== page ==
'Just hold onto them for the time being': Household hazard waste collections suspended

  • A household hazardous waste collection center opened in Naperville in 2015. The center will remain open but the list of acceptable materials has been revised.

    A household hazardous waste collection center opened in Naperville in 2015. The center will remain open but the list of acceptable materials has been revised. Daily Herald file, 2015

Updated 8/23/2022 2:47 PM

Anyone with cleaning supplies, herbicides or other unwanted household materials may have to wait awhile to get rid of them.

The Illinois Environmental Protection Agency has put household hazardous waste collections and permanent drop-offs it supports on indefinite hold due to an issue at its disposal facility in Ohio.


But that doesn't necessarily mean all drop-off service is curtailed. As providers scramble to determine what happens next, it's best to check before loading up the trunk with materials to discard.

Naperville, for example, has the state agency's permission to continue its Saturday and Sunday household hazardous waste drop-offs. But the list of accepted items has been revised.

Automotive fluids, oil-based paints and stains, and solvents and strippers are among the items that still will be accepted. But pesticides, fertilizers and household cleaner are among those that will not, said Linda L. LaCloche, the city's director of communications.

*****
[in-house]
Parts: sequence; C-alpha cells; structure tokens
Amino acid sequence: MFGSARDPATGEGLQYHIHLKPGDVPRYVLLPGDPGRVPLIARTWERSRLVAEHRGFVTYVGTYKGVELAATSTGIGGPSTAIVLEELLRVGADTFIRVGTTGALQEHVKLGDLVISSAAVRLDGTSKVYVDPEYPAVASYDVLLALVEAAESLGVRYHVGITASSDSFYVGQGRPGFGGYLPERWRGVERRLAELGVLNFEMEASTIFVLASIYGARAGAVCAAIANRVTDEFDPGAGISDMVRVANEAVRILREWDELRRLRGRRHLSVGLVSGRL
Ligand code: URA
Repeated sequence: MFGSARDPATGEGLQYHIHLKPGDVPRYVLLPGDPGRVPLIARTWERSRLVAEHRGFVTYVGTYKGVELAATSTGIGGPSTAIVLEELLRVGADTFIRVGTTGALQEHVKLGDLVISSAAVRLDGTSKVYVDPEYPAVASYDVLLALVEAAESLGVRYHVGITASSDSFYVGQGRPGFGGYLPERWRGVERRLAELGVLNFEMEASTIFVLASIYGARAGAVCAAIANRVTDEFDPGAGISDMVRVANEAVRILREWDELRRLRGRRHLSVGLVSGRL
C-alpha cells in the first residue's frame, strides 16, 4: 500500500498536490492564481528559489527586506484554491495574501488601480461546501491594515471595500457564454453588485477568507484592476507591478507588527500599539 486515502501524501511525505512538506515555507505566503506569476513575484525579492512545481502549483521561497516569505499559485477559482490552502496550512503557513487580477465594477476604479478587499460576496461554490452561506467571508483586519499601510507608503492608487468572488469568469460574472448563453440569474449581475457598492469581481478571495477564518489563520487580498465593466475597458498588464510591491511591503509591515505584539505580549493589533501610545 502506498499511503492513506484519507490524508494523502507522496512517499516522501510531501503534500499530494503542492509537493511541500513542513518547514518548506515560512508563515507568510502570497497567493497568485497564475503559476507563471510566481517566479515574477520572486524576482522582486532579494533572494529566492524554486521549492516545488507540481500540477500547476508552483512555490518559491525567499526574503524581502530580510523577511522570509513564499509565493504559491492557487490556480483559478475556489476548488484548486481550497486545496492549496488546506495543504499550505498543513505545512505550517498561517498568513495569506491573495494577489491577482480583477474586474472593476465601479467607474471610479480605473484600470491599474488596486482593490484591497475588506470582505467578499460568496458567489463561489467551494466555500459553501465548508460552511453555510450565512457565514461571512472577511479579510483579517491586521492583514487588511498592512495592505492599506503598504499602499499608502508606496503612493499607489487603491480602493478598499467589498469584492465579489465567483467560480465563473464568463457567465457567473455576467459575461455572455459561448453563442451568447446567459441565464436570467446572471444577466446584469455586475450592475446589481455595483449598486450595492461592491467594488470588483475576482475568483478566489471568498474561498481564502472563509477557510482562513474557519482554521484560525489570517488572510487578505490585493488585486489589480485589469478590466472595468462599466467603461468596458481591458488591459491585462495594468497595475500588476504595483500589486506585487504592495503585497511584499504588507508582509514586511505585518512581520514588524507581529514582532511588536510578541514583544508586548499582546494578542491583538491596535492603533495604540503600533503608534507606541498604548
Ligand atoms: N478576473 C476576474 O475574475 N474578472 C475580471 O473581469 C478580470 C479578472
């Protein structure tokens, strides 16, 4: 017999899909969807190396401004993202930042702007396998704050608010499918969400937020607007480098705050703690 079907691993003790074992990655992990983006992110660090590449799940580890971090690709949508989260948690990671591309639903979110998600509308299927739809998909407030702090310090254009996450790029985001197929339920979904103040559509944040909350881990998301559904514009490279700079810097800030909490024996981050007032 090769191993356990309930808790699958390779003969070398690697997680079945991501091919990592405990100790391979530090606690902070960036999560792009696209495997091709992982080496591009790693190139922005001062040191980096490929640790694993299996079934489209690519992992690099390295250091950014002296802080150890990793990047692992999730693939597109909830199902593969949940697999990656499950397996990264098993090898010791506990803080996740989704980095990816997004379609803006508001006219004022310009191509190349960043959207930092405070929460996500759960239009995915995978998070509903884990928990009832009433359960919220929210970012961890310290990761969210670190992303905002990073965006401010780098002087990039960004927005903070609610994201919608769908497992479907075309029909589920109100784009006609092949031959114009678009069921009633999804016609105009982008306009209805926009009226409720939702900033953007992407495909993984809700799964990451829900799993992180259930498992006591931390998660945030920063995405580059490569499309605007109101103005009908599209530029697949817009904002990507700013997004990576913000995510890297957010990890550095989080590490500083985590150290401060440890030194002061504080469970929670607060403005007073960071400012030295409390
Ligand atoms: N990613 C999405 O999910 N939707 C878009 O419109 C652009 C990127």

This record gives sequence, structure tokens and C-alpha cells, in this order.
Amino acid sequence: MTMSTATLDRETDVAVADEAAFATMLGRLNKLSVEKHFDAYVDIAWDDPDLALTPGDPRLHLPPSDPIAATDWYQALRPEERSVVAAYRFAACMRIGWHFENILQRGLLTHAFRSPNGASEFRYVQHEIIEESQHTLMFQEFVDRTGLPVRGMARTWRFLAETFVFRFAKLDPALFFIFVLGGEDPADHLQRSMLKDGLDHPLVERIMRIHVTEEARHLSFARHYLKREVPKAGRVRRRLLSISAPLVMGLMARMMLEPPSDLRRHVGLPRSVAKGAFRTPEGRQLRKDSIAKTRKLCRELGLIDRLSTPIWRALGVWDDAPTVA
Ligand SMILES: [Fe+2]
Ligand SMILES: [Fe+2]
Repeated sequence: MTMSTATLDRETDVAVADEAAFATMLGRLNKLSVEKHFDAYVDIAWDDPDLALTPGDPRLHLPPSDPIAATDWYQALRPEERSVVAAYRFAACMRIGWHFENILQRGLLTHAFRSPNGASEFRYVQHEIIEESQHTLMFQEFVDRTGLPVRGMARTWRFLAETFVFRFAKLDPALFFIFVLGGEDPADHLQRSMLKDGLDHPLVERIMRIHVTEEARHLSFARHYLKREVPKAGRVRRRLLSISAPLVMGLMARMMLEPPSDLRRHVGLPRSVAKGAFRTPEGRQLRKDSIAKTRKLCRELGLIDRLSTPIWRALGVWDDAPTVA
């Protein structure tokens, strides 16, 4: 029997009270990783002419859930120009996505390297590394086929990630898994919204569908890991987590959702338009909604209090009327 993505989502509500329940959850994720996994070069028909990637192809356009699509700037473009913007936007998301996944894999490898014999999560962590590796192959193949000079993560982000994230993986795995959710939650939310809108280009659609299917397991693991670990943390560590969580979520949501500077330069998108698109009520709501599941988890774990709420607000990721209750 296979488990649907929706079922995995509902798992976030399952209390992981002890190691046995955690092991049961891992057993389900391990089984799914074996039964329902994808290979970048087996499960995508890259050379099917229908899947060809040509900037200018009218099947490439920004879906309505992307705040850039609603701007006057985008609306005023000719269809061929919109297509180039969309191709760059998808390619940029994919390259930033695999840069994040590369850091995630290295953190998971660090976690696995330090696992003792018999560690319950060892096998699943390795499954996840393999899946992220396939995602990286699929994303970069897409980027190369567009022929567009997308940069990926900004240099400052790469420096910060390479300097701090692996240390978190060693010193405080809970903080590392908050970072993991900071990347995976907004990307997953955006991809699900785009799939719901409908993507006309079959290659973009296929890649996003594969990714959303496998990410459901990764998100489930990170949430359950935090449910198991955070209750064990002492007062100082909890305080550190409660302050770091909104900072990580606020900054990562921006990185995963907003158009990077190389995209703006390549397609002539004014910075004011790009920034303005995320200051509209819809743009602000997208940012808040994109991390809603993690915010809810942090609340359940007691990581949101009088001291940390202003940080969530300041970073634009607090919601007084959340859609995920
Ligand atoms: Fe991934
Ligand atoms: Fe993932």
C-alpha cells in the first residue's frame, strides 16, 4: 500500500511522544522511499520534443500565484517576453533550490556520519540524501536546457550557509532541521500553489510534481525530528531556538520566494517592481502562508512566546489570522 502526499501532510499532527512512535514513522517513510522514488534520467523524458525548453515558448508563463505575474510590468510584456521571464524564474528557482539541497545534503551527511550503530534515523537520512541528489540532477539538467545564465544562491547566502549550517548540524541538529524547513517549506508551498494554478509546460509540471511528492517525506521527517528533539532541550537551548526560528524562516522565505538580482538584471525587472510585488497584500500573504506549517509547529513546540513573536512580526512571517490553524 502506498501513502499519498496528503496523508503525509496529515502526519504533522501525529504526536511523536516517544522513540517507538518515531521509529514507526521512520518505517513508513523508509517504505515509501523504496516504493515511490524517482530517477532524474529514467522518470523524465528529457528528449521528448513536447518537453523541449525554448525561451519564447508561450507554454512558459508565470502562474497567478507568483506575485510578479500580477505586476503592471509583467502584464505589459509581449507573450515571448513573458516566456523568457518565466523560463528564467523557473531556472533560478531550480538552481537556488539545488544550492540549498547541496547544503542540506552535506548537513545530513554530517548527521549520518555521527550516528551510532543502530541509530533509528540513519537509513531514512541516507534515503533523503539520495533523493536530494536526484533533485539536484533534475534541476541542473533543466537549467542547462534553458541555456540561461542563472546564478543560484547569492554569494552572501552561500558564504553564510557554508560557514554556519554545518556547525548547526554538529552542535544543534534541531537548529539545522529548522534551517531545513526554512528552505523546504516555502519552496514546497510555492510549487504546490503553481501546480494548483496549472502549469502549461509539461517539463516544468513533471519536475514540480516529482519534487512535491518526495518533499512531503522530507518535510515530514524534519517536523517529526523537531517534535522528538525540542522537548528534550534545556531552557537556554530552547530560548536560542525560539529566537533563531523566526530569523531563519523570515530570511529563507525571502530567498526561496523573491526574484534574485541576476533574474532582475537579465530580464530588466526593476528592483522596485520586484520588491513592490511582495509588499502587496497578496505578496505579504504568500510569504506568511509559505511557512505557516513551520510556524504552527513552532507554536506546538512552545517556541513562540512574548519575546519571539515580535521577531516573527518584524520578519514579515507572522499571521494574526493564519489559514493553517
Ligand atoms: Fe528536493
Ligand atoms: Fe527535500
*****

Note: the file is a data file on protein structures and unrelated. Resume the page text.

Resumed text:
Visit naperville.il.us/hhw for details.

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The IEPA on Monday announced that one-day collections planned for the fall and long-term household hazardous waste disposal facilities in Chicago, Naperville, Gurnee, Rockford and Madison County have been suspended until the issue is resolved.

The agency has a contract with Heritage Environmental, which disposes much of the collected household hazardous waste at an incinerator in Ohio. A fire in July required that facility to halt operations until specially made parts can be shipped from Germany.

That may not be until mid-November, according to the IEPA, as a nationwide incinerator backlog continues.

Aside from the pandemic, this is the first time the agency has encountered this issue in more than 20 years, spokeswoman Kim Biggs said.

Residents are advised to keep the materials safely stored in their original containers, which are designed to safely hold the items.

"Just hold onto them for the time being," Biggs said.


The directive has created some confusion. The Solid Waste Agency of Lake County, for example, hosts two drop-offs per month at its facility in Gurnee.

Registration is required for those events. Saturday's event is completely booked, with 220 people signed up.

Executive Director Walter Willis said he is checking with the IEPA on how to proceed. Meanwhile, September's calendar is closed for registration, and a scheduled one-day event in Mundelein in September is on hold.

"Moving forward, I think it's fair to say we're assessing our options now that I know there is an option," he said.

Biggs said the IEPA will reschedule one-day household hazard waste collections in Tinley Park, East Moline, Bloomington, Quincy and Springfield when alternative arrangements are made.

Visit the IEPA page at illinois.gov for more information.

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